Last night I scrimmaged with a girl’s team that is part of a local league. They wanted to try playing on natural grass so they arranged to meet at Tempelhof, a giant airport in the middle of Berlin that has been transformed into a recreational area. It’s a bit like Floyd Bennet Field in Brooklyn, but literally in the middle of the city and the scale is off the charts. Bikers and rollerbladers speed by down the runways to never to be seen again. Small shapes in the sky mark the kite flying area which appears to be miles away and but is still in the park. A large stretch of grass is full of Turkish families grilling and filling the air with delicious smells. All this activity happens against the backdrop of the one-kilometer long terminal hall built by the Nazis. The whole thing feels impossibly massive, and yet the airport was closed in 2008 part because its runways are too short for the airplanes being built today.
The natural contour of the field did indeed prove to be a challenging surface -at least for me. After 15 minutes of playing “Storm,” I retreated red-faced and out of breath into goal. We played two 30 minute halves, finishing just as the sun began to set behind the sleek Nazi-architecture. We hung out for a while longer drinking beer on the grass. There were lots of people still hanging about enjoying the mild night -including a group reenacting a medieval battle, charging each other with spears and maces to the beat of a pagan-sounding drum.
This reenactment is apropos of the history of Templehof, named for the Knights of the Templar who were there until 1312 when they disbanded and Pope Clemens V took over. Thereafter, the area continued to be use for military training by the Prussians, the wide flat surface perfect for marching and drills. Its aviation history seems to have begun in 1909 when Orville Wright flew one of his homemade planes there and managed to stayed aloft for an entire minute. A crowd of ten thousand gathered, including the lady on the right who wore a giant bow on her hat for the occasion:
As air travel developed, Lufthansa had its first flight at Tempelhof and a makeshift airport began to develop. Zeppelins also floated and moored there and the subway connected to it to the city center in 1927. Then the Nazis came and rebuilt the airport in accordance of the important role it would lead in the capital of the Third Reich, Germania. The giant crescent structure was built in a Neoclassic but also Art Deco style, the slender windowed hall supported by fourteen towers in a delicate manner. The roof was meant to be a viewing platform for audiences at big Nazi events.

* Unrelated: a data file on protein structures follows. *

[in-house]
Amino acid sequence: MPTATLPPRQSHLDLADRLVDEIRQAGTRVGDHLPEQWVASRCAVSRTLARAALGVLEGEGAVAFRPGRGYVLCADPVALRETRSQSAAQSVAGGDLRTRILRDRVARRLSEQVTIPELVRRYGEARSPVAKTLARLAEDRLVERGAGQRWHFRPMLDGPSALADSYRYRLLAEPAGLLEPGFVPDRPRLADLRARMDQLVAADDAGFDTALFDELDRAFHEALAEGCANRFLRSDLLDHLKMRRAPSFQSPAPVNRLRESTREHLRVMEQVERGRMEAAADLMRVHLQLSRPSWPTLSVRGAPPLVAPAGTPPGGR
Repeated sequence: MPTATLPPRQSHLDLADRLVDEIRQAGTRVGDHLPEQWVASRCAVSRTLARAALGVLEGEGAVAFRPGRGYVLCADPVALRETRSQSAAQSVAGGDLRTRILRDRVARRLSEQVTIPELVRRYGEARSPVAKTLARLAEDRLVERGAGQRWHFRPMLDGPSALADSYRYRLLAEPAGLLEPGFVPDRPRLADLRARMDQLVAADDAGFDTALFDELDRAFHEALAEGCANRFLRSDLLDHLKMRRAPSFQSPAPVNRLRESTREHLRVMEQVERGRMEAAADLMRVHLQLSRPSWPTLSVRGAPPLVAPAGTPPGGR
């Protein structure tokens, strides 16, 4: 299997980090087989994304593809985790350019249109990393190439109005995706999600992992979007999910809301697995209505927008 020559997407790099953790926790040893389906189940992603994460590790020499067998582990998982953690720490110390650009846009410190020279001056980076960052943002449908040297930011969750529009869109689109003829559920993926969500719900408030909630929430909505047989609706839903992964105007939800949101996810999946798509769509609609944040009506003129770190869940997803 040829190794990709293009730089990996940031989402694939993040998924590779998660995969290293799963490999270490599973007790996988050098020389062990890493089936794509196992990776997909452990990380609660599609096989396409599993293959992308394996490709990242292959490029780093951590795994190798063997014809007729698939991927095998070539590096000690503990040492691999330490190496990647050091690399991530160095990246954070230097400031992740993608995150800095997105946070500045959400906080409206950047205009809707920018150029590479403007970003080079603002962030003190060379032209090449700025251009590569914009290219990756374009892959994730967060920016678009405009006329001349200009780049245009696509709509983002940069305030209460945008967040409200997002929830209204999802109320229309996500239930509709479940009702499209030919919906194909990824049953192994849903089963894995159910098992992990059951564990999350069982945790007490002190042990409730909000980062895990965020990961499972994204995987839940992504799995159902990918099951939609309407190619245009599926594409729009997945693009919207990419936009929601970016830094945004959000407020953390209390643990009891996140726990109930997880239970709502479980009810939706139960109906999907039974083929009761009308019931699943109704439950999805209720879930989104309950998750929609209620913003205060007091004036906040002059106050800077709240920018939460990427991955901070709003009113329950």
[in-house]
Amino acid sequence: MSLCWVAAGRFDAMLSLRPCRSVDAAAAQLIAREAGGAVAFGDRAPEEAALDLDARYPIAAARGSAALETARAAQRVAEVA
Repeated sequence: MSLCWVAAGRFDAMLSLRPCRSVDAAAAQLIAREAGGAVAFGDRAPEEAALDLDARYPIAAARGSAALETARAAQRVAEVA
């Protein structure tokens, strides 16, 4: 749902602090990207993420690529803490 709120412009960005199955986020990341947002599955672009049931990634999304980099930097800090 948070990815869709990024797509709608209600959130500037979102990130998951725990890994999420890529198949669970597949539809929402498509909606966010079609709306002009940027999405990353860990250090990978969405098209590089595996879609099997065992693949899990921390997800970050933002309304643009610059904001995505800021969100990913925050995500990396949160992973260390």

As WWII began, Tempelhof was not fully complete. When things started to look really bad for Hitler, the Reich’s film archive was put into the basement of the building for safe-keeping. Intense fighting with the Russian front led to the material catching fire and burning for days. Apparently the walls of those rooms are still blackened with soot. With the division of the city, the Americans took over the airport in 1945 and then perhaps Tempelhof’s most famous use came into play -the Berlin Airlift. When the Soviets blocked transport of food into West Berlin on the ground in 1948, the Allies delivered it by air to Tempelhof for an entire year. These planes became known as the Raisin Bombers and the airport became famous worldwide.
Tempelhof’s fame continued into and beyond the immediate post-war years, as many politicians and movie stars entered the walled city on its runways. Billy Wilder shot a scene there in his excellent, hilarious Cold-War film, “One, Two, Three:”
Tempelhof continued to be West Berlin’s main airport until 1975 when Tegel was built and was used up until 2008 when a city-wide vote backed the government’s decision to close it’s doors. East Berlin’s Schönefeld Airport had been chosen for the site of the reunified city’s new airport which after delay is set to open in March 2013 (it was supposed to open this June).
While the new recreational use of the airport’s fields and runways is amazing, it’s a bit unclear about how to access the building. I was there once in 2000 -not to take a flight but for an art-event: Brian Eno’s Music for Airports was being piped into the main hall which I remember looking like the picture below (in the 1960s, a raised floor was put in to make the interior more human-scaled). I would so much like to go inside again!